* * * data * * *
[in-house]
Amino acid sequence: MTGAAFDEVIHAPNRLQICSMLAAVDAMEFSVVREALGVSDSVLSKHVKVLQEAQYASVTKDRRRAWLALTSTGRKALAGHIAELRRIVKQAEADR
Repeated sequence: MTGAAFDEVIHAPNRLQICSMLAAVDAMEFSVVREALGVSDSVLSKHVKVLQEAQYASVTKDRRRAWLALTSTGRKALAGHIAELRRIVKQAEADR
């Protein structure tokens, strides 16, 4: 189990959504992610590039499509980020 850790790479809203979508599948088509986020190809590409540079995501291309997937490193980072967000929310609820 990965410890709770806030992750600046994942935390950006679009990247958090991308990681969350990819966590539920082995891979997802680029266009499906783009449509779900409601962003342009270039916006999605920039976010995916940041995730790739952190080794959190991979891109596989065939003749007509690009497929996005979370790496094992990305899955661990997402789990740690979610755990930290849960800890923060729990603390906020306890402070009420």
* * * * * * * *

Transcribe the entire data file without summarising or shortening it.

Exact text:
[in-house]
Amino acid sequence: MTGAAFDEVIHAPNRLQICSMLAAVDAMEFSVVREALGVSDSVLSKHVKVLQEAQYASVTKDRRRAWLALTSTGRKALAGHIAELRRIVKQAEADR
Repeated sequence: MTGAAFDEVIHAPNRLQICSMLAAVDAMEFSVVREALGVSDSVLSKHVKVLQEAQYASVTKDRRRAWLALTSTGRKALAGHIAELRRIVKQAEADR
């Protein structure tokens, strides 16, 4: 189990959504992610590039499509980020 850790790479809203979508599948088509986020190809590409540079995501291309997937490193980072967000929310609820 990965410890709770806030992750600046994942935390950006679009990247958090991308990681969350990819966590539920082995891979997802680029266009499906783009449509779900409601962003342009270039916006999605920039976010995916940041995730790739952190080794959190991979891109596989065939003749007509690009497929996005979370790496094992990305899955661990997402789990740690979610755990930290849960800890923060729990603390906020306890402070009420």